About a month and a half ago, I stumbled on a Youtube video that looked like a proof of life hostage video. It was some guy I’d never heard of standing in front of an off-white wall. I clicked on it thinking I was about to watch a video about how the freight rail industry has been impacted by COVID. Like most people, I thought very little about the freight rail industry. I figured, in all likelihood, this would be two and a half minutes of my life I’d never think about again.
That is not what happened.
"It's only a matter of time before fatigued workers, unrealistic inspection policies, and unqualified inspections result in a major incident in someone's neighborhood," said the man in the video, Jason Cox of the Brotherhood of Railway Carmen. With a kind of stoic intensity, he continued: "I implore anyone who might be watching who has the authority to act to please act now."
Well, that’s interesting, I thought. At the time I clicked on it, the video had three views (as I’m writing this, it has 10, and at least five of those are me and my editors). I decided to find out if any of it was true.
Terrifyingly, it sure sounds like it is true. It is a story about how common-sense improvements in efficiency and reliability snowballed out of control at the behest of hedge fund investors to jeopardize the safety of ordinary people. In the last month, six freight rail derailments made the local news. And those are just the ones we know about. You can read all about it here.
Been a bit light on the blogging front recently as I’ve been busy with other stuff (see above). Just one other article to highlight for you: Could Tesla’s “Self-Driving Beta” pass a driving test? I posit that no, it would in fact fail in spectacular fashion. What is even the point of NHTSA if not to shut this down immediately?
Also it bums me out, from a global warming perspective, that the company making by far the best electric cars on the U.S. market today is up to this shenanigans. In any event, if you’re in the market for an EV please consider the Bolt.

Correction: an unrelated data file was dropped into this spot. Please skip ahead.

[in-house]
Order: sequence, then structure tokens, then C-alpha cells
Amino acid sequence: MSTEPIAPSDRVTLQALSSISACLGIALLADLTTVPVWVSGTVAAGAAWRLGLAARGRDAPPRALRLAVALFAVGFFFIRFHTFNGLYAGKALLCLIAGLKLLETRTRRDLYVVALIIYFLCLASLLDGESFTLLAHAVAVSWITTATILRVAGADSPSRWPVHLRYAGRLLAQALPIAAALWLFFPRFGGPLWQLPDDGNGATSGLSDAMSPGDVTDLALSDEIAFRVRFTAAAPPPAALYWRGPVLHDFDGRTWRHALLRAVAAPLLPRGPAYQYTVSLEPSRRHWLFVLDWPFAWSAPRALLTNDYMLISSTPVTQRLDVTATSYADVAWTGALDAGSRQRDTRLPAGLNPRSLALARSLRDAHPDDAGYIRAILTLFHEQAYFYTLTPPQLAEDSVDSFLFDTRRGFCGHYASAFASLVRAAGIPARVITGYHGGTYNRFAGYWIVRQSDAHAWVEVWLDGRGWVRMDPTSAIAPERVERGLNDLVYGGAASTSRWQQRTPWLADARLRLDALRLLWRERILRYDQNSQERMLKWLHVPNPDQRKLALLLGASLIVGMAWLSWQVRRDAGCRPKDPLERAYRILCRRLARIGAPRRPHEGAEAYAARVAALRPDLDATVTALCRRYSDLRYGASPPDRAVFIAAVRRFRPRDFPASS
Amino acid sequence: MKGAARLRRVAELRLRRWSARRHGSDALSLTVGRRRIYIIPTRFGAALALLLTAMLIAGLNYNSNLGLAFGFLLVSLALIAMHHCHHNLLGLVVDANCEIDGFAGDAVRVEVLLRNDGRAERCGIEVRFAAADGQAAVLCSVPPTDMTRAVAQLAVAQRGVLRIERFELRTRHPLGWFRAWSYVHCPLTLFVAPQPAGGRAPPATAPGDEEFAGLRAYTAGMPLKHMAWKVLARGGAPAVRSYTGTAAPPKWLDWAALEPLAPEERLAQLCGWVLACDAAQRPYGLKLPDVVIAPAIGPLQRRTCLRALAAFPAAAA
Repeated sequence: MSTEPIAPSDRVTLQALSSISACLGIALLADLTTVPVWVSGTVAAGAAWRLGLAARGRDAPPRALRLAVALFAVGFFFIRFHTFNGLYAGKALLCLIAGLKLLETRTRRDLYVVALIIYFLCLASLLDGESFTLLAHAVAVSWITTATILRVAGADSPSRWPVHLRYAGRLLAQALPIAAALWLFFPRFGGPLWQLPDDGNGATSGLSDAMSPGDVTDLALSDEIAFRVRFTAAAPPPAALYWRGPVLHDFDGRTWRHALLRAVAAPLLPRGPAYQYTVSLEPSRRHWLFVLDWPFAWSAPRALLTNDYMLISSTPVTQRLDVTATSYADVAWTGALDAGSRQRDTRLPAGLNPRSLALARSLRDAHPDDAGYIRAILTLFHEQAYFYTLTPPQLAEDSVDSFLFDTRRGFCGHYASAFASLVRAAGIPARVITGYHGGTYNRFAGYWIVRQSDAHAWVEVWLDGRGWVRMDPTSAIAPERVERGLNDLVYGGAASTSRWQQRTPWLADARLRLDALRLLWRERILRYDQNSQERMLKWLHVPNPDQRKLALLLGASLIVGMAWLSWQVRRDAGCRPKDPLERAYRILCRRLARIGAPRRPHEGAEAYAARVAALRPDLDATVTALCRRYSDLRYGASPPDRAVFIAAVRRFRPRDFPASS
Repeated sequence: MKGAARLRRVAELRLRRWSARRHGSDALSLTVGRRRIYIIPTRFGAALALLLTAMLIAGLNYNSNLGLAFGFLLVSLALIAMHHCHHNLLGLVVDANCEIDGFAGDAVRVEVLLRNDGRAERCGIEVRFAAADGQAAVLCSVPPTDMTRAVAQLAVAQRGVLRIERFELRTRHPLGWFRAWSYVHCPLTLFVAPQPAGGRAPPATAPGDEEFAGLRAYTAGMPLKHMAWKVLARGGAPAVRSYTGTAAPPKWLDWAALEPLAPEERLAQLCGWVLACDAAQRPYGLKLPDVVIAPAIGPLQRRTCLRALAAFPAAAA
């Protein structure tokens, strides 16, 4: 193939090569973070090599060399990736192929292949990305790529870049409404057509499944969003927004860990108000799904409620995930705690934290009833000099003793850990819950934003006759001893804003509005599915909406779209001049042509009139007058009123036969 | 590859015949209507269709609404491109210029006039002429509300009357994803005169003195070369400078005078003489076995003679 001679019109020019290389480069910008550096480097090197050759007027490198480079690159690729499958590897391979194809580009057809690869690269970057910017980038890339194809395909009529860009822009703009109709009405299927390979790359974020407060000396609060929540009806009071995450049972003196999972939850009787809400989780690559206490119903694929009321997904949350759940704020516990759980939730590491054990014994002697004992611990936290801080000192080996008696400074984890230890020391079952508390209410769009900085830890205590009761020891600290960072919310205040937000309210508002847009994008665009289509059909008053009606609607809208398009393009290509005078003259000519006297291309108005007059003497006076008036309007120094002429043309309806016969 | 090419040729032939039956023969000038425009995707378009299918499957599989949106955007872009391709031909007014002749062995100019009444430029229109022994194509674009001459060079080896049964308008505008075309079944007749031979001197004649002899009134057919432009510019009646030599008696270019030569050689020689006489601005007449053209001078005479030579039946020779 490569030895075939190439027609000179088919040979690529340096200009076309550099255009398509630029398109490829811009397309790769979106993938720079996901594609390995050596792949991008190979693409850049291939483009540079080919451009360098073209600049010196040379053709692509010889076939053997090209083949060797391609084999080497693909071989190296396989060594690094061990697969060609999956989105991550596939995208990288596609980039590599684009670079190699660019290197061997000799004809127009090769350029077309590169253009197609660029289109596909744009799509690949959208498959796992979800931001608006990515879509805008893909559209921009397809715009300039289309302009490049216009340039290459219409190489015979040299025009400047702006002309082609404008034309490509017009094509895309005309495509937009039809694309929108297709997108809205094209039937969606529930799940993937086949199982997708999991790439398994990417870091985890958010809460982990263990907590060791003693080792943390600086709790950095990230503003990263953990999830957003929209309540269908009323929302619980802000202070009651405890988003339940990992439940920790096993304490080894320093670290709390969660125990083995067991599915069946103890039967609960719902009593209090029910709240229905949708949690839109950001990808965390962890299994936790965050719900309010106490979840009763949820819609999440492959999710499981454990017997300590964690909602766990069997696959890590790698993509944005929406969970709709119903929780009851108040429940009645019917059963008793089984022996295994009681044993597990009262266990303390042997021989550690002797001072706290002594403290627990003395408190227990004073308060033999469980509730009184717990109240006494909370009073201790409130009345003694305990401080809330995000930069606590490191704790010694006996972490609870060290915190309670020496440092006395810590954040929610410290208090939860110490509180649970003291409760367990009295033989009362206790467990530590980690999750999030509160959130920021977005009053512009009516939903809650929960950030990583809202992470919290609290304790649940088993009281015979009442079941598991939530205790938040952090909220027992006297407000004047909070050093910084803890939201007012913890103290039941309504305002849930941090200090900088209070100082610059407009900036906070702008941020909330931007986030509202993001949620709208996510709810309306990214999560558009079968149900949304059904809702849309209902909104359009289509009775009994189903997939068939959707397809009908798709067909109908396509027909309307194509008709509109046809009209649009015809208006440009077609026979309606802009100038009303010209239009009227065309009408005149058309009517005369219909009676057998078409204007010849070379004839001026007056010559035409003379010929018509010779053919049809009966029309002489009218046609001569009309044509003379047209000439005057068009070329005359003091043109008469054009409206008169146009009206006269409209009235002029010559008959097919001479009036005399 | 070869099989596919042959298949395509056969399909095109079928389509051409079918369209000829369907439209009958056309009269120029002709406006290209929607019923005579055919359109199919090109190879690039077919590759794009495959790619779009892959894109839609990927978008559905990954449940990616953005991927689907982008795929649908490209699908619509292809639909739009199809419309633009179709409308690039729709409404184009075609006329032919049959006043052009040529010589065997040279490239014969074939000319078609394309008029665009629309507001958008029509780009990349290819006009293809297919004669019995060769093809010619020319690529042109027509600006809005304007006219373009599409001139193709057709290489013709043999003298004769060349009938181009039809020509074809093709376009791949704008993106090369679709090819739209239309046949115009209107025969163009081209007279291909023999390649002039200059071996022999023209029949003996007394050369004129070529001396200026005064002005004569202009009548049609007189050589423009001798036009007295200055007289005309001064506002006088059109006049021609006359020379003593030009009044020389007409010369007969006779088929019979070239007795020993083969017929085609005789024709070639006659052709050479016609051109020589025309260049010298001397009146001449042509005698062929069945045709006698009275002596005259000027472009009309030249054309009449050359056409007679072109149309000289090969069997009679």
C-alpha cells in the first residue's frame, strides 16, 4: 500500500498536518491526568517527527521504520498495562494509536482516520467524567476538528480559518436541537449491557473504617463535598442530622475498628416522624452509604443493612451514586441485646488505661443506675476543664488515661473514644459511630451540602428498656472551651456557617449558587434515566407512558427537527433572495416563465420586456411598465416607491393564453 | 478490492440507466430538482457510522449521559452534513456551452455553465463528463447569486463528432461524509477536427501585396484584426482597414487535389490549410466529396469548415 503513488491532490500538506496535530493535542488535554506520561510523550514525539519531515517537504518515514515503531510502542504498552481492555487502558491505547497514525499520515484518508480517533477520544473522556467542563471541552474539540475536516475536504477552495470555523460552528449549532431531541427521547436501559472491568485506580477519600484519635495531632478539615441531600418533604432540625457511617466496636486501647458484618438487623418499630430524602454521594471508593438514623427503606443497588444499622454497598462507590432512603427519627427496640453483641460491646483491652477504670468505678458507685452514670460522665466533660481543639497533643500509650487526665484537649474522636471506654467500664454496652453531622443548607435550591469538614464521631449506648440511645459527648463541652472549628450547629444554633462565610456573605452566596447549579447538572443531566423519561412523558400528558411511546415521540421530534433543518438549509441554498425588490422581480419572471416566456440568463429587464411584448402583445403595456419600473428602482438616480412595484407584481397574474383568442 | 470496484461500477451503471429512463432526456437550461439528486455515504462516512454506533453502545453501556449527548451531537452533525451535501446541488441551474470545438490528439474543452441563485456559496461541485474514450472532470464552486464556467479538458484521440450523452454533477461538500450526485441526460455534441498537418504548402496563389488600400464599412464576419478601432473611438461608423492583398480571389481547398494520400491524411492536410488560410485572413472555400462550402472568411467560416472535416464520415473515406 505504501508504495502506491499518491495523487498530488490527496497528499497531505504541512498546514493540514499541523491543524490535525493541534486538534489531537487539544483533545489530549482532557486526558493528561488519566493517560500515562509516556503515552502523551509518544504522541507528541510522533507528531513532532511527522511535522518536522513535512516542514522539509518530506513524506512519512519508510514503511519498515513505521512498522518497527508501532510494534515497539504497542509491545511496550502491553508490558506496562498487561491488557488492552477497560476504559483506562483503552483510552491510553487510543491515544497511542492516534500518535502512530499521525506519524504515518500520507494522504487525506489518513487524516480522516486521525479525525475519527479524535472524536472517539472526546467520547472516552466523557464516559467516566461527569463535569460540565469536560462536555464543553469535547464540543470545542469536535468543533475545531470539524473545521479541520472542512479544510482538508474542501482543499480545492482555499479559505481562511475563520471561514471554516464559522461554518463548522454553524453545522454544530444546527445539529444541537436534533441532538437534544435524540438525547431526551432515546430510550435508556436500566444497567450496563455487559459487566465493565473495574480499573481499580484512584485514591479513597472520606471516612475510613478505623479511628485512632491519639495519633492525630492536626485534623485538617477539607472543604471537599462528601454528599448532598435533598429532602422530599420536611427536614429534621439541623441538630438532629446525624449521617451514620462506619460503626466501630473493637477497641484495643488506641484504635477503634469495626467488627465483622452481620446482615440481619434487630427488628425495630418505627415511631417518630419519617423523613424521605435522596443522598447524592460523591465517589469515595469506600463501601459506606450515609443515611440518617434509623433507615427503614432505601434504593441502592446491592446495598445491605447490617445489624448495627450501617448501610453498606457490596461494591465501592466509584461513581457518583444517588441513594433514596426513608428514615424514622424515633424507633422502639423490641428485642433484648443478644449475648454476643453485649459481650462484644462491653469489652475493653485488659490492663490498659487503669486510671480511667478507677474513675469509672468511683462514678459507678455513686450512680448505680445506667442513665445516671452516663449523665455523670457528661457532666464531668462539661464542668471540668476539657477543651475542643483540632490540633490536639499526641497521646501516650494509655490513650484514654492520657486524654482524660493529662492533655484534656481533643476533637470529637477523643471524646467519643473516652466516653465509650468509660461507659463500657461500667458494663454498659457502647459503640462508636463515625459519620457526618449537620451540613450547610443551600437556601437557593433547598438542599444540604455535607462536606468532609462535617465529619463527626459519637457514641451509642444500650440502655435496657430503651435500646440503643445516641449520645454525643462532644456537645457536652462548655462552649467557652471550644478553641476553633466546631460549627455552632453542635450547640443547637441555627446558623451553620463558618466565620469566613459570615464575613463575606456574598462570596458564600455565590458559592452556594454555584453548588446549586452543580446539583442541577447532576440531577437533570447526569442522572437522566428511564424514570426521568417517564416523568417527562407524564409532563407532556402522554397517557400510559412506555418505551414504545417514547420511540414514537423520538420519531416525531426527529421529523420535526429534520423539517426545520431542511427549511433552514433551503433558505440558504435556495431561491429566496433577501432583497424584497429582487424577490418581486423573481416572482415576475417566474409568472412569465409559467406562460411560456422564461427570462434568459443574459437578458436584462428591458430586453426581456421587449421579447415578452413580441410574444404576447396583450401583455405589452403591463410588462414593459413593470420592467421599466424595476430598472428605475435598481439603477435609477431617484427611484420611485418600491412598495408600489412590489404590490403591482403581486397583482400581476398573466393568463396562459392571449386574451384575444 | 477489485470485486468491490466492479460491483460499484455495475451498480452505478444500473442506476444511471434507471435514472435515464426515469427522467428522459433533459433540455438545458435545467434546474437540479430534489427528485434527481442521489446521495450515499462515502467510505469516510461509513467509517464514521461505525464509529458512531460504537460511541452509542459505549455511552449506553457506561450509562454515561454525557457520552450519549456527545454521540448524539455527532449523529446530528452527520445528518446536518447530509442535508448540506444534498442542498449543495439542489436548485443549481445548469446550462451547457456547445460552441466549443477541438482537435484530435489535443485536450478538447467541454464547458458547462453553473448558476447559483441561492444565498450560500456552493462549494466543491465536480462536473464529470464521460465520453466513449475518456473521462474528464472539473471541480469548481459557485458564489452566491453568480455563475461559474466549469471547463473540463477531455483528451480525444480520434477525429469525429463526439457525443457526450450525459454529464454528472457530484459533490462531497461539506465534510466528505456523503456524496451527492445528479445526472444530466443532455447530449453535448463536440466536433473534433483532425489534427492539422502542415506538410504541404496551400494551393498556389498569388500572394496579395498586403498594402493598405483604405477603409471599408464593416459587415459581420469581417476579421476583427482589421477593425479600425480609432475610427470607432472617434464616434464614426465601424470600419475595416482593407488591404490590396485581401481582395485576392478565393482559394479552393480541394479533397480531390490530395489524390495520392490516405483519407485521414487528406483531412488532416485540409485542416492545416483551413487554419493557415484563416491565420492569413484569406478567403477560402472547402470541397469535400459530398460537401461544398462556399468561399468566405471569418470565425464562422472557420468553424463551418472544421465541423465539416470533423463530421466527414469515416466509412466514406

You may have heard about a unionization effort at an Amazon warehouse in Alabama. I promise you have not read anything as informative or comprehensive on it as the story Lauren Gurley wrote.
You know how people generally recognize their cell phones are perfect devices for monitoring people? The same has become true about cars, but people do not think of them that way.
I read a bunch of books I didn’t like very much but have decided to ignore them rather than write about them here. This is a friendly place. No reason to be mean. Apparently, that’s what the rest of the internet is for.
Goliath: the 100-Year War Between Monopoly Power and Democracy, Matt Stoller. One of the worst parts of being online is that you have to have an opinion about everything the second you encounter it and then you cannot change it or else you’re a hypocrite. Incidentally, this book made me realize how toxic that is. Not because of anything in the book but because of my reaction to it. I really enjoyed this book and learned a lot from it. The section on how the Nader consumer movement unwittingly aided and abetted monopolization in industry was especially fascinating to me given how I just wrote a big, long article about how great one part of that movement was. But I need to think and read a lot more before I know how much I buy the book’s main arguments. Either way, I’m very glad I read it.
Fear and Loathing in La Liga: Barcelona, Real Madrid, and the World's Greatest Sports Rivalry, by Sid Lowe. A colleague, who is a shameless Barcelona obsessive, encouraged me to read this in order to better understand why Real Madrid is evil. Instead, it reinforced my belief that all sports rivalries are between two sides with nearly identical characteristics and collective pathologies that have become utterly convinced the other is the root of all evil. Humans are weird.
There is an old tree near the boathouse in Prospect Park called the camperdown elm. It is one of New York’s “great trees,” according to the Parks Department. It was planted in 1872, saved from death in the 1970s by activists, and is now the home to Maurice.
Maurice enjoys watching the people and dogs and birds go by on bright, sunny days. I check the tree every time I walk by to see if Maurice is there. Usually he is not. But sometimes he is.
As you can see the tree has been in better shape but Maurice is perfect.
Until next time,